The Chainlink

When will the Trail Separation project be completed?

So my girlfriend just informed me that she was in a bike-on-bike accident on the Lakefront Trail at Belmont. It's an area where separation has occurred and lines have been painted. But the old lines still exist and there is no transition from old to new lines, nor direction for pedestrians and bikers on which lanes to choose.

This area has bugged the crap out of me for a long while now. A couple of weeks ago, I honestly seriously considered creating my own stencils and bringing some paint out there and doing it myself.

So, anybody know when it's going to be finished? Or is this going to need to be a DIY project?

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I agree it sucks. Hope your girlfriend was not seriously injured.  Some complaints/updates at and

That stinks :( 

Many close calls there as well because of the line discrepancy. 

This isn't behavior that can be "enforced". Good design doesn't need enforcement. If it's done properly, people will want to use the correct trails (and it will be clear which trail is for which purpose).

If a public space requires mall cops out there on Segways yelling at people policing how they're using public space, either the designers screwed up, or the expectations of use aren't in line with what the public wants. 

The concrete bit at Belmont is one path, just like the trail to the north. The separation is south of Belmont. Just follow the yellow line, except on the bridge over Diversy Harbor. And don't end up going in a circle around the totem pole. Or take the longer 'bike only' path around Cricket Hill. Or the Montrose underpass if it's been raining.

What else am I missing?

Better markings will help separate runners and cyclists (except for Belmont to Ardmore), but just as dangerous are the narrower, bike-only sections of the LFT.  The new design allows for a total of only 3 cyclists abreast to safely pass each other, including oncoming cyclists.  In some of the combined sections, the lanes are so narrow it's not safe to pass at all if there is an oncoming cyclist. Combined with not having to worry about clueless runners pulling blind u-turns, cycle traffic is now faster with greater variance in speeds creating more passing conflicts.  Yesterday (May 15th) was the most chaotic I've experienced in my 2,400 round trips on the north LFT over the past 13 years.  There were many near-misses with oncoming cyclists and racers attempting double-passes regardless of conditions.  This is very dangerous for middled-paced riders like me.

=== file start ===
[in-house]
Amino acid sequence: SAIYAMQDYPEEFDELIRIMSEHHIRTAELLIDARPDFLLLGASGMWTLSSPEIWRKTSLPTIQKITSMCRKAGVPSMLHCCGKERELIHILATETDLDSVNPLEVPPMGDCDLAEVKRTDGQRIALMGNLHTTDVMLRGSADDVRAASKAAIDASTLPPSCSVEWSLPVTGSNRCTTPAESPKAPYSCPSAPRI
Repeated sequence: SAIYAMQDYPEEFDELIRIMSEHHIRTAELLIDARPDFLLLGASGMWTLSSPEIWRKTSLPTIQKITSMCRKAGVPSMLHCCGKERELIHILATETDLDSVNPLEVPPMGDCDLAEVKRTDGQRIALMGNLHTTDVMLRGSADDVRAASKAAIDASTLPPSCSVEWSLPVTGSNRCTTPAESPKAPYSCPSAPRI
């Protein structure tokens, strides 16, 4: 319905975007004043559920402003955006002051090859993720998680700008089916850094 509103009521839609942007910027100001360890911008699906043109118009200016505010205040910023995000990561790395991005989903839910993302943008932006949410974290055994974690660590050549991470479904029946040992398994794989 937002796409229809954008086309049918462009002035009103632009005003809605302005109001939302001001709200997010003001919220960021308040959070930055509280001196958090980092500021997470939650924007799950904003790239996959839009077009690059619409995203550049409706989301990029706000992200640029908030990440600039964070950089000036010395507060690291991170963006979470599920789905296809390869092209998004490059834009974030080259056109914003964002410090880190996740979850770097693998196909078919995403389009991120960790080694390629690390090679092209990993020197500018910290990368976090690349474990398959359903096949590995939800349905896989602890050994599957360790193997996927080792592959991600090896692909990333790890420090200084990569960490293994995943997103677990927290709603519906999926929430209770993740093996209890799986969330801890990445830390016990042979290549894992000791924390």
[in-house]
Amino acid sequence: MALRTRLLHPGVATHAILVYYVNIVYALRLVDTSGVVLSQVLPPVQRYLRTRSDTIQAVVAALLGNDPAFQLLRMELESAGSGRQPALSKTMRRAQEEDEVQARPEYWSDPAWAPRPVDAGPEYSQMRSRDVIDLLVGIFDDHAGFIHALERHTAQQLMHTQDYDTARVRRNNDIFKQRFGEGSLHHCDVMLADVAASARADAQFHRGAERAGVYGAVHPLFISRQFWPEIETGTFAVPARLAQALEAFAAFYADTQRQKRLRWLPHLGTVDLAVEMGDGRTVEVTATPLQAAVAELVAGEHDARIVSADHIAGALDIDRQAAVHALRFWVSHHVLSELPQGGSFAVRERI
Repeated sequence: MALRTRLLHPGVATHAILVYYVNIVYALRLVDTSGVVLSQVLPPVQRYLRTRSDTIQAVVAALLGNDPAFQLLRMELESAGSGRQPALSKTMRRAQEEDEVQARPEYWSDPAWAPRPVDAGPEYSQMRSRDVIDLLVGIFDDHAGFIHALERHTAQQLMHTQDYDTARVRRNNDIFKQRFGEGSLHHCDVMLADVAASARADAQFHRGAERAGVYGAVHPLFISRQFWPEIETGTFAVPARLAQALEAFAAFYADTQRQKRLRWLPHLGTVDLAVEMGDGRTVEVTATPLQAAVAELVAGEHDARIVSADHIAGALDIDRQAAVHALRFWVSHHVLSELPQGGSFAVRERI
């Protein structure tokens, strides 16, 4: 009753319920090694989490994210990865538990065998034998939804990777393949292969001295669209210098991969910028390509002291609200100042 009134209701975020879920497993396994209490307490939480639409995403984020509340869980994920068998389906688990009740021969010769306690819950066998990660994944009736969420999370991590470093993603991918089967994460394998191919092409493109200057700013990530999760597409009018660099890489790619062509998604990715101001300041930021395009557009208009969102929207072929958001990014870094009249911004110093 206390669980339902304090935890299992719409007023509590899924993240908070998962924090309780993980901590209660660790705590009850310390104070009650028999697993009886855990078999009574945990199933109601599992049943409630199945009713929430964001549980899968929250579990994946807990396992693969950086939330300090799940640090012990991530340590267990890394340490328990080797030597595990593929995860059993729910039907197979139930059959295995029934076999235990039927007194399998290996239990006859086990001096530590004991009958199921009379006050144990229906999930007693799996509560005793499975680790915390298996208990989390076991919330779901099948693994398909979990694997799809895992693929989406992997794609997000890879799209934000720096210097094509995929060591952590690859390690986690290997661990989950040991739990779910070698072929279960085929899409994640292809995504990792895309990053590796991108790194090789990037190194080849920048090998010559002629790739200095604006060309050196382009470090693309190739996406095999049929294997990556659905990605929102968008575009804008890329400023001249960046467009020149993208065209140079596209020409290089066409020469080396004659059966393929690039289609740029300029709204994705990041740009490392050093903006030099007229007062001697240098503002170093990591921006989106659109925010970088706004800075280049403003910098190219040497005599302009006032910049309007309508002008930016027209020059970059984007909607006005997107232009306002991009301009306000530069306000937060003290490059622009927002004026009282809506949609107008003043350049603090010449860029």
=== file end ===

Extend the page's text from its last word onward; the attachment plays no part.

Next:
While the new configuration will reduce cyclist/runner u-turn crashes, there will now be many more-serious bike-on-bike crashes like the one I came across this morning just north of the pedestrian bridge.  Speed limits won't make a difference, instead, there needs to be common courtesy when it comes to passing safely.

True, the new bike trails are narrower, with mud bogs or sand for shoulders.

Agree, the new bike trail is only 12 feet wide, and is too narrow to safely pass another cyclist with any oncoming traffic. It should be wider. 

 I was on the LFP this weekend.  Belmont at the harbor is a garbage fire.  The markings are totally unclear as to who rides/walks where.

Yeah, that area sucks A LOT!

This sign is for a shared path. The goal of the lakefront trail separation project was to no longer have shared paths.

The trail separation is only going to be effective if the two trails are equal, yet separated. They should be next to each other as much as possible, and clearly marked.

If cyclists or pedestrians have to go out of their way to find the "correct" trail, they're just going to ignore the signs and use whichever one is more convenient. The routing should not force one of the two users to travel an extra distance over the other. 

The pavement markings should be extremely clear, and use a lot more green paint to differentiate the bike trail from ped. The intersections should use a different texture pavement on the bike trail to further differentiate it. At every access point, it should be easy to find the correct trail, and clearly obvious to users which trail is for which purpose.

The separation should be consistent. In the case of the Lake Front Trail, the bike trail should always be closer to the roadway, and the pedestrian trail closer to the lake. 

What they need is a lot more of this:

Combined with more of this:

The new bike path also shouldn't be longer than the original path. The lengths to which the Park district is going just to force traffic to use the Montrose underpass is getting ridiculous but at least the underpass isn't flooding like it was last month, even with all the rain lately.

Still gets muddy in there, though.


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